Sittin’ Still Time

By Marsha Tennant

My grandmother used to tell me that getting up in the early morning was a necessity on the farm, but it was also her “sittin’ still time” with God and the chickens. She put a great deal of stock in the wisdom of both. She would talk to God and run her concerns by the yard chickens. Although she was in constant motion the remainder of the day, she was being still and taking time to begin her day in a quiet and sacred manner. I wish I had written down all the wise words she uttered over her seven decades of life.

Last year I retired after forty years in education. Several of my friends told me that it would take about six months to adjust and find a new inner rhythm. I have found that to be true. The summer was spent in anticipation of what I would do that I had not had the time for during my career. I wanted to resume yoga, write a second children’s book, learn to knit, declutter my house and live with less. Oh, and did I mention that our first grandchild arrived in January 2012? Ideas and projects circled in my head. I was spinning in circles with new adventure plans. The buffet of choices excited me at first – and then reality set in. I was beginning to feel overwhelmed and confused. I wasn’t enjoying this new phase of my life as much as I thought I would.

In the middle of this turmoil I had to move my mother to a retirement community. That is when I realized that I had been going about this new leg of my journey all wrong. Adding this monumental task to my list shut me down. I sat on my mother’s kitchen floor and cried as I surveyed the mounds of boxes and lifetime of accumulations. I found a note that I had written to my parents many years before where I talked about the chickens and being still to figure out what I needed to do. BANG! I got it. I need to be still AGAIN and listen to my inner voice and wait for the whisper. It was ok to do nothing – which was actually something.

Armed with my favorite inspirational books and past journals, I have begun to create a ritual of morning reflection. I open a journal, Bible or book at random. It is the message that I need to begin my day. Never fails. That alone is enough to center me. And I find my previous journal thoughts are just as relevant in the current moment as they were at an earlier time. The underlined passages in my daddy’s Bible jumpstart my day. Sue Monk Kidd, Rhonda Rich and Joan Anderson are a few of my favorite girlfriends in the mornings.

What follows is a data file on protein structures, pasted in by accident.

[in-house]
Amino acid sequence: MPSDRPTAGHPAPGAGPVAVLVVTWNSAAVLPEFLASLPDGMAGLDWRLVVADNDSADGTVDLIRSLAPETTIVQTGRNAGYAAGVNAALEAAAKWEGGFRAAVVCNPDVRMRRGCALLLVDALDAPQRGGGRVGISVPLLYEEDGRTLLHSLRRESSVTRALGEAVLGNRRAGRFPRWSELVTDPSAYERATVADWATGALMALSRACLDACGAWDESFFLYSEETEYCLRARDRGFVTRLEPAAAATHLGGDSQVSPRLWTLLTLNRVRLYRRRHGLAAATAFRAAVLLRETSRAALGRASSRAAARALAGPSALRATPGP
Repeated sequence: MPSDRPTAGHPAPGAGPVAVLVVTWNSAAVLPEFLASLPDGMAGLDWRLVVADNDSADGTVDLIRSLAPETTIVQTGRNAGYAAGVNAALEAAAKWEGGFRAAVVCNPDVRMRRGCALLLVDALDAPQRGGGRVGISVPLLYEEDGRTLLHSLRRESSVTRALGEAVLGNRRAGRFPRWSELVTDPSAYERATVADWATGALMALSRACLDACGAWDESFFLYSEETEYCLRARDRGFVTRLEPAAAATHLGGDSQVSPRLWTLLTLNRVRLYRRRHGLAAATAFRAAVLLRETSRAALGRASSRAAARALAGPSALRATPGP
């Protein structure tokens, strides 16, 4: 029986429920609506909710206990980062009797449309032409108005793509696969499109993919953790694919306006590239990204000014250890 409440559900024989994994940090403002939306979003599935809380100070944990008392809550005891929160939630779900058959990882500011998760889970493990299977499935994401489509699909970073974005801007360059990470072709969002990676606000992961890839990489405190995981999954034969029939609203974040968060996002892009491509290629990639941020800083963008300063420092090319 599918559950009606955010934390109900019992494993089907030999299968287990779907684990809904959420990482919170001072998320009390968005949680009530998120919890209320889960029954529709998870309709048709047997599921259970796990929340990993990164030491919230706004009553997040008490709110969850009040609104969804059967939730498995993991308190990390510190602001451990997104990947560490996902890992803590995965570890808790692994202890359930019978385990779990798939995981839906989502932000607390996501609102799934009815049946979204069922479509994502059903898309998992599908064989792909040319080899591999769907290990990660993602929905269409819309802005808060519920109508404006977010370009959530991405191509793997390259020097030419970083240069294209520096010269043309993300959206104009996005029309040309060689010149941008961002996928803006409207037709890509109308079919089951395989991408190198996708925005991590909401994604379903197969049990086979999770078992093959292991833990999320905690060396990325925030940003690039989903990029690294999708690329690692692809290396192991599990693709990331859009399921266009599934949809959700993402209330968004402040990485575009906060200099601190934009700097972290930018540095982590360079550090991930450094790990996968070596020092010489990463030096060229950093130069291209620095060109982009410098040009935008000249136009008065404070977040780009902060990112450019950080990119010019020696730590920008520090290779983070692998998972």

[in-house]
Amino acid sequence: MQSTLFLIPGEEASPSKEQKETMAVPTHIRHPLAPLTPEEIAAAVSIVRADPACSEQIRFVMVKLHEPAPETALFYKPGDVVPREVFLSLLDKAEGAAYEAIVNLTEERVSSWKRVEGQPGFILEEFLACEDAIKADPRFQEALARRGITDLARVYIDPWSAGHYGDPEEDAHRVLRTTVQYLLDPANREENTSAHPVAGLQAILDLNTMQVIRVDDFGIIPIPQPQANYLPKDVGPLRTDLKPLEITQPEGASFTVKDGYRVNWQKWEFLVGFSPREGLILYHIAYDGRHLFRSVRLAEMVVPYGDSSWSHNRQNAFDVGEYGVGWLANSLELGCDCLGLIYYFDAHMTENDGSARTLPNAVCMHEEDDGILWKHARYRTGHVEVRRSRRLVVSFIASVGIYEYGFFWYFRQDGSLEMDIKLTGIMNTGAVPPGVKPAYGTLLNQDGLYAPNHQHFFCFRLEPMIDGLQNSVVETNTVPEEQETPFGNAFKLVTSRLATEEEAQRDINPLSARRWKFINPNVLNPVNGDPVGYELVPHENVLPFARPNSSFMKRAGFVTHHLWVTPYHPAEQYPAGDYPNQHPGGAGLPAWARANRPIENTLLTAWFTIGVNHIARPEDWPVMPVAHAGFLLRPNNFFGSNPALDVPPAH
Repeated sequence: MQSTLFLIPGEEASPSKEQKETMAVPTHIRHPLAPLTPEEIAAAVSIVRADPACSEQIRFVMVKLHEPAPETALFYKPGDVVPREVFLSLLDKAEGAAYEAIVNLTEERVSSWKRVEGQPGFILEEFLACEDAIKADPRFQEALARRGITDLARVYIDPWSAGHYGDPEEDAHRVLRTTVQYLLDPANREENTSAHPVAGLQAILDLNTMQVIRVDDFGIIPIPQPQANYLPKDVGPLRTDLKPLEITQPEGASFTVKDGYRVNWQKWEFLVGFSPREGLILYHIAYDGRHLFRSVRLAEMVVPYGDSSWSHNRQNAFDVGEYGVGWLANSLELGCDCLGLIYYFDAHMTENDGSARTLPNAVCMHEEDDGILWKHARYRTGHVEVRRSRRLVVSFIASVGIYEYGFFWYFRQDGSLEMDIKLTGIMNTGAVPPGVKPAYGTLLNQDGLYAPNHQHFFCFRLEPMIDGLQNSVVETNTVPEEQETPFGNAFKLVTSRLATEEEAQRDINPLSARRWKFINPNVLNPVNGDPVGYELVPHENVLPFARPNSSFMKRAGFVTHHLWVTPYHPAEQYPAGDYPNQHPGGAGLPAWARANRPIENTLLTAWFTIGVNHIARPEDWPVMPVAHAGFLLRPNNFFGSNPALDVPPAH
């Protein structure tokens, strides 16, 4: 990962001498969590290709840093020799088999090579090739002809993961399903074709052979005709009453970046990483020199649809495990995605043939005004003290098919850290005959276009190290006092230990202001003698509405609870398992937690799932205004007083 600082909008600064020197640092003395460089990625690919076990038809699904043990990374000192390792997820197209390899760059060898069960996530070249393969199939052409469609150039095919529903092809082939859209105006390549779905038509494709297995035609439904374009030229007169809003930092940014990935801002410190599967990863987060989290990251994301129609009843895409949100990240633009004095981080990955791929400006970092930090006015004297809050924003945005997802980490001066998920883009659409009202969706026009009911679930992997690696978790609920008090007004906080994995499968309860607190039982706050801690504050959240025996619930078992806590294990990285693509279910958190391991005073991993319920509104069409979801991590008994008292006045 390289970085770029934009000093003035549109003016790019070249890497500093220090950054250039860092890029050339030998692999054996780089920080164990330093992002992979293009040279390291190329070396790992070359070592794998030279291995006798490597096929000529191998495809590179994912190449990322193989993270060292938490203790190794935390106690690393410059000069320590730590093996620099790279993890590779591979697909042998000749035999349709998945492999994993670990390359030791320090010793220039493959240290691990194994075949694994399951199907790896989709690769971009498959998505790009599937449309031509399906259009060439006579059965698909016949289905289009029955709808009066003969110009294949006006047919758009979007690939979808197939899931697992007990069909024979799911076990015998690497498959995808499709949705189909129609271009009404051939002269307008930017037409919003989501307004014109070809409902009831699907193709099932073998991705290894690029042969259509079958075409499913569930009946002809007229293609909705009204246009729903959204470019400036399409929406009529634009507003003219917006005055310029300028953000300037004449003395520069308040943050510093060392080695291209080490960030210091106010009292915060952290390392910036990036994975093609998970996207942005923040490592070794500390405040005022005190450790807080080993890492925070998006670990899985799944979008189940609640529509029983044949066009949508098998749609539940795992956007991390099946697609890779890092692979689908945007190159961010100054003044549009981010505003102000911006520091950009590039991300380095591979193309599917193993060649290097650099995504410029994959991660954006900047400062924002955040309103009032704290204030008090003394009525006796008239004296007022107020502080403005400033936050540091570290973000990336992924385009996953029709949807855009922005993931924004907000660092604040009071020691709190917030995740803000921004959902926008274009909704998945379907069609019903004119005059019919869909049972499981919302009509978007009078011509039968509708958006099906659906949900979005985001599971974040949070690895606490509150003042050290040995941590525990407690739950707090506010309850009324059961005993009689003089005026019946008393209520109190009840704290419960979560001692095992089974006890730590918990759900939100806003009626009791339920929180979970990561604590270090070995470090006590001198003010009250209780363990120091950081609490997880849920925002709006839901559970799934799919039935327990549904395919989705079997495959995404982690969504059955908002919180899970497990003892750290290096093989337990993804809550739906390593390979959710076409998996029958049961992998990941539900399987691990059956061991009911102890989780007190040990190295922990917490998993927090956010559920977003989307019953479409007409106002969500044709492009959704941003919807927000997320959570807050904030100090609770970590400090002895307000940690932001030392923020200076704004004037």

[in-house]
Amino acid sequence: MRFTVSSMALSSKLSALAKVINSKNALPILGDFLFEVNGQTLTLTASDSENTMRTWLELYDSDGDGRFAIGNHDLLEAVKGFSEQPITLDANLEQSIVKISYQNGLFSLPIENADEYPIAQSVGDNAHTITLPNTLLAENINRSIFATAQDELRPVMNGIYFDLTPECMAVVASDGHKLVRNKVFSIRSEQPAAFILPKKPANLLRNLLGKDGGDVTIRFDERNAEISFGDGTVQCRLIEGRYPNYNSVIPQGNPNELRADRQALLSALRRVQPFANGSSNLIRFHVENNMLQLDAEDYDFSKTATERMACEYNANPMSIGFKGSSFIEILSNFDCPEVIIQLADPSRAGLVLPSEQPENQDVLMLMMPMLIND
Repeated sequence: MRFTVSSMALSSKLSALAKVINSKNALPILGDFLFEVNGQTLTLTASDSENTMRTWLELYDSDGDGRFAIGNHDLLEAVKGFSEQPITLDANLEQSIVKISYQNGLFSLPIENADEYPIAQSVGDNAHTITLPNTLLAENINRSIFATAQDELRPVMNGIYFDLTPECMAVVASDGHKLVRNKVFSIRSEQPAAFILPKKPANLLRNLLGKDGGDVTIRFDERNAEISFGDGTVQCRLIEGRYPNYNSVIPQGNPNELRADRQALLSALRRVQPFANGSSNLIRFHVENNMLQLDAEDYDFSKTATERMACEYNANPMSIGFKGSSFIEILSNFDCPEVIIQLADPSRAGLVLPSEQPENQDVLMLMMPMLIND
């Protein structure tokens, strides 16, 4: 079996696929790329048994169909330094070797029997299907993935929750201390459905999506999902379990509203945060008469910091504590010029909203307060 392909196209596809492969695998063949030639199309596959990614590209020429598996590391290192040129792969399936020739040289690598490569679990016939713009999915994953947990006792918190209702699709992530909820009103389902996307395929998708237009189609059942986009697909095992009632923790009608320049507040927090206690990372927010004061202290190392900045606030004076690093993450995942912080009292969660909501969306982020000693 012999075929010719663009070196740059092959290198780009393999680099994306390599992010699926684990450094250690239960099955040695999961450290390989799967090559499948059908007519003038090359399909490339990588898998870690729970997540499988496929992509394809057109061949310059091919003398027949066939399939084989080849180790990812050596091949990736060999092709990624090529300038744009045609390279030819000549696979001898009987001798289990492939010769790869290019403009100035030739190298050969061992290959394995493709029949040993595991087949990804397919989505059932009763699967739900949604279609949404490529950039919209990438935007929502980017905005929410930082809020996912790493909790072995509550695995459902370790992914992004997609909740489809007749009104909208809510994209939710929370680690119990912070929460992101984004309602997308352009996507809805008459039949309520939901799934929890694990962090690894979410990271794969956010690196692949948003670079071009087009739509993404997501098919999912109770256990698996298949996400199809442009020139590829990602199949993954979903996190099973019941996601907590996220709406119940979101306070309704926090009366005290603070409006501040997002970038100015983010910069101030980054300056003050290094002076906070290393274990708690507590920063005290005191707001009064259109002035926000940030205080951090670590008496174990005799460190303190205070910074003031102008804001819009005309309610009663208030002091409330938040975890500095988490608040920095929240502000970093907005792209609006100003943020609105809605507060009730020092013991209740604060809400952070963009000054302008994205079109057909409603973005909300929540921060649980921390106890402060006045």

This sounds like a simple task. It has taken discipline and commitment in the midst of technology and constant outside stimulation. I love to write. Pen to paper is a soul connection. I prefer the feel of the paper as I turn a page in a book. Getting still is critical to framing my wellness. It is working for me. I have slowed down and actually thought about what it is that I want to do – what is important to me. This leg of my journey has to be more strategic but it can also be the most exciting. This is ME time.

The frantic urge to do a long list of activities has slowly disappeared. I begin my day with blessings to God and the chickens. I write them down and wait for the whisper. The grandson arrived safely and is healthy, I am learning to knit, and the ideas for the book are circling. The difference is that I have a calmness about what has to be done, and what got bumped off my list. The chickens are good listeners.

About this writer

  • Marsha Tennant Marsha Tennant is the author of the children’s book, Margaret, Pirate Queen. She was recently published in AARP Bulletin and Mary Jane’s Farm. She and her husband retired and moved to the beach from Calabash in an attempt to downsize and spend time with their new grandson. A second Pirate Queen book is circling while porch sitting these days!

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2 Responses to “Sittin’ Still Time”

  1. Marsha,
    Your story resonates with me. I too am a seasoned educator contemplating the endless possibilities of retirement. Summer vacation sends me into a tailspin of busyness. Getting still is important.

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